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Bob Baffert on Monday sued the New York Racing Association over hisfrom entering horses in races in the state. The NYRA suspended the Hall of Fame trainer after his horse, Medina Spirit, failed a post-race drug test after winning the Kentucky Derby.
Baffert argues in the lawsuit that the NYRA had no authority to suspend his license and said that only the gaming commission could do so, CBS affiliate WLKY-TV reports. Baffert also claims that his 14th Amendment rights were violated because he was not given a hearing before the suspension was handed down, according to WLKY.
"NYRA's impulsive decision to deprive Baffert of his professional livelihood within the State of New York is one that it had no legal authority to make," the lawsuit said, according to Reuters. Baffert also claimed that the suspension will "effectively put me out of business in the State of New York," Reuters reports.
Following the Kentucky Derby, a drug test found Medina Spirit had twice the legal limit allowed by Kentucky racing of the steroid betamethasone. Baffert was subsequently suspended by both the NYRA and Churchill Downs while a second test of Medina Spirit was pending. The horse also failed that second test, although Churchill Downs has not yet announced if Medina Spirit would be stripped of his Derby win.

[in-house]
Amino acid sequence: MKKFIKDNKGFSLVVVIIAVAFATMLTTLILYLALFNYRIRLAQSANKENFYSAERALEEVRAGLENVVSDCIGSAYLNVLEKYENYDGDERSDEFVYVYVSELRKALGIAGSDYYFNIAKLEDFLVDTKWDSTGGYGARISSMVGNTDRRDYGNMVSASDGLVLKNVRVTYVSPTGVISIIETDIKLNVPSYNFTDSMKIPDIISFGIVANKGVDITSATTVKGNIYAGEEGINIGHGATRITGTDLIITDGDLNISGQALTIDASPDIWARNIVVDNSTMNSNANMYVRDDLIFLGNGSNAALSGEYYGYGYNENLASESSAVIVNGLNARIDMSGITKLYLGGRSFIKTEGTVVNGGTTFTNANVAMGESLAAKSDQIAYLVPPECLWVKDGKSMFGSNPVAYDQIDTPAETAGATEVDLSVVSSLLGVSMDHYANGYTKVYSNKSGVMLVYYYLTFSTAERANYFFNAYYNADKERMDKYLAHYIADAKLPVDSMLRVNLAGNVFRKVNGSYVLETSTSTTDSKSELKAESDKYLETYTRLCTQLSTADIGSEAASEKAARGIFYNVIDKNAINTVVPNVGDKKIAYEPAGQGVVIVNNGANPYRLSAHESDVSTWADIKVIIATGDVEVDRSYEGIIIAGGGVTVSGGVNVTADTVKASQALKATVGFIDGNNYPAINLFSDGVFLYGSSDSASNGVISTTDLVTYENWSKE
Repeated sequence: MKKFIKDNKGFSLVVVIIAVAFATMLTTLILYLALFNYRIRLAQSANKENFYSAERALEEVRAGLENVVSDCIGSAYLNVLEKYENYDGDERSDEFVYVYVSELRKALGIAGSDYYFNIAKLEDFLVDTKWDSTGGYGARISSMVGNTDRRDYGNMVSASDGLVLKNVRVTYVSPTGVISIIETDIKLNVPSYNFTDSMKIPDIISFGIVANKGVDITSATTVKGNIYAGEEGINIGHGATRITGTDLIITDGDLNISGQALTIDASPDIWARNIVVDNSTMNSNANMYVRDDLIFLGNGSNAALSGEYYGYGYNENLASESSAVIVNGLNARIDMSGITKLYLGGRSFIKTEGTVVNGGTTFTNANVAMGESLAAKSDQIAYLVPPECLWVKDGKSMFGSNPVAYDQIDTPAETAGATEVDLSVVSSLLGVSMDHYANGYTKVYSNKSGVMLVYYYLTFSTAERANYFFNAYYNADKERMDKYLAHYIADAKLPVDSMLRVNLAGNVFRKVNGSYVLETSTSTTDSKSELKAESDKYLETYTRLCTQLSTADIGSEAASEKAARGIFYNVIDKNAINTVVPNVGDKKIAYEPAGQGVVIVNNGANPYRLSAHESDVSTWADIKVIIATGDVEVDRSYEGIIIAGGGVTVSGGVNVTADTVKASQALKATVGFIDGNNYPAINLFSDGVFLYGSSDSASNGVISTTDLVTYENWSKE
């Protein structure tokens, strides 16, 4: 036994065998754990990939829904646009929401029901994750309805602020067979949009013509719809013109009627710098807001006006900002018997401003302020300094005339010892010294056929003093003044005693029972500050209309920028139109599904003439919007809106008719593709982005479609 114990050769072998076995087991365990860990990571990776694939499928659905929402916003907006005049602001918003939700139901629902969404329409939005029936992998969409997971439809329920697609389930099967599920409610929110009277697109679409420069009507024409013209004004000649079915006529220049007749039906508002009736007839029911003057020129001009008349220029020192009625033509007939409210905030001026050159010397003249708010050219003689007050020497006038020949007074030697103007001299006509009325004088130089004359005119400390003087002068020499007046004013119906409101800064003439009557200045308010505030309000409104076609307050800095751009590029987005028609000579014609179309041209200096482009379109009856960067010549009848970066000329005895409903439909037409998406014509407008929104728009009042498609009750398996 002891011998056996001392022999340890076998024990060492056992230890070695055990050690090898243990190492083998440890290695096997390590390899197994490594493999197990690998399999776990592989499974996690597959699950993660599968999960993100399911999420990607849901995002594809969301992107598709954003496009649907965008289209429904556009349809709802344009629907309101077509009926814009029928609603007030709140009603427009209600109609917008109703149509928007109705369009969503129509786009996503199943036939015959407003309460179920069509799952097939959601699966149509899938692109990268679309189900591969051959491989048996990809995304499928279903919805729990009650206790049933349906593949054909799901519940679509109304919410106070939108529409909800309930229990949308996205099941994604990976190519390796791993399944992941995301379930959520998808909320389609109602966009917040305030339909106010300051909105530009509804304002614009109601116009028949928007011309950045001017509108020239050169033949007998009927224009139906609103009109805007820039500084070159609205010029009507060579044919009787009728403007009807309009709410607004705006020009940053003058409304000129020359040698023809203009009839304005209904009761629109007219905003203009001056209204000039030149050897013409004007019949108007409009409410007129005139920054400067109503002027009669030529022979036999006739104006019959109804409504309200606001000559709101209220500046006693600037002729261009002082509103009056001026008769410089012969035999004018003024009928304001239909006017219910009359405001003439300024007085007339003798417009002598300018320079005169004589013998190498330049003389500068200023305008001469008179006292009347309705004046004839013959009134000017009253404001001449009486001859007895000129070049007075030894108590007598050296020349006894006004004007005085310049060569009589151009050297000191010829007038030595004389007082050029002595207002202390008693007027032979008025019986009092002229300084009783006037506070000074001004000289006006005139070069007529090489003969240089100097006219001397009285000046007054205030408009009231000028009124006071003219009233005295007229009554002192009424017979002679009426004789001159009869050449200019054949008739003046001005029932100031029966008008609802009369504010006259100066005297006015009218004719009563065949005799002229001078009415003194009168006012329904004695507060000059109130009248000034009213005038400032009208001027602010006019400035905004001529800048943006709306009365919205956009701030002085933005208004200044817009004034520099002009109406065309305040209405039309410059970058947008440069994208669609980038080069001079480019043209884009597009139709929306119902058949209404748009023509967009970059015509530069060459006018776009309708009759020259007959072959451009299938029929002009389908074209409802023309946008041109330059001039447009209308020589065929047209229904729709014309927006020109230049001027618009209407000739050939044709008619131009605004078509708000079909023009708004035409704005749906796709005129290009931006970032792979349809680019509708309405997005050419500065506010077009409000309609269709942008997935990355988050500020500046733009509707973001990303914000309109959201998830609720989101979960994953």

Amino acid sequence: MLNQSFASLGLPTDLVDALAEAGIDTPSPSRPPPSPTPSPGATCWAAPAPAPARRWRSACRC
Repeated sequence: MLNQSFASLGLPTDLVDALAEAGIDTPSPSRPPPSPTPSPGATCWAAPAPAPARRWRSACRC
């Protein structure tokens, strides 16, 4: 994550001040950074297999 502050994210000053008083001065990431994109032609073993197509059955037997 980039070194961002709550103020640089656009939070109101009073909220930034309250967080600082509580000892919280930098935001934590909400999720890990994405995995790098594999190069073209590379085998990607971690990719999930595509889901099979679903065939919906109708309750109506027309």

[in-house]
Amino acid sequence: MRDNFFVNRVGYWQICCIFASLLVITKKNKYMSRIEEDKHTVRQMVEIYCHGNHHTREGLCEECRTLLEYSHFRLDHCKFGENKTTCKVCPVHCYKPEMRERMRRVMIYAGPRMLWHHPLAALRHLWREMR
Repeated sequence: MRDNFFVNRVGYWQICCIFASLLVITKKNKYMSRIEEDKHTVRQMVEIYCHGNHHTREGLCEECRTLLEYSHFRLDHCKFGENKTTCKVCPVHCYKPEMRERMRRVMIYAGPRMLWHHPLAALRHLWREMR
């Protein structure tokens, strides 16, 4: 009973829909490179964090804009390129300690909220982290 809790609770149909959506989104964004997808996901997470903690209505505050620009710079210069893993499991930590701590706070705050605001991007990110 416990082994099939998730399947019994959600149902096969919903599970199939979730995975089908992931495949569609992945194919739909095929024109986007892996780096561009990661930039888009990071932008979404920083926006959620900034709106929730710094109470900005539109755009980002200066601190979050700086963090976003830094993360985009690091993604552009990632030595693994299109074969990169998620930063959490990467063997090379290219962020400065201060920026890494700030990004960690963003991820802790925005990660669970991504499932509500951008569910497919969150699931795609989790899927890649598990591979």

Baffert's suspension prevented him from entering horses to compete in the 2021 Belmont Stakes, the final leg of the Triple Crown. Baffert was able to race several horses, including Medina Spirit, at the Preakness Stakes, but only after they had passed several rounds of pre-race drug testing. Medina Spirit failed to win the, and Mandaloun, the horse that came in second at the Kentucky Derby and would be declared the winner if Baffert's horse's win is vacated, did not run in the second race, ending the possibility of a Triple Crown winner in 2021 before a decision about the Derby was made.
Baffert has also sued the Kentucky Horse Racing Commission, claiming that the drug test didn't violate Kentucky racing rules, WLKY reports. Baffert's attorneys argue that the commission's rules do not say the application of betamethasone via topical ointment is illegal and claimed that the steroid is not a performance-enhancing drug, WLKY reports.
Baffert has claimed that betamethasone got into Medina Spirit's system because it was an ingredient in anthat was being applied to the horse daily prior to the Kentucky Derby.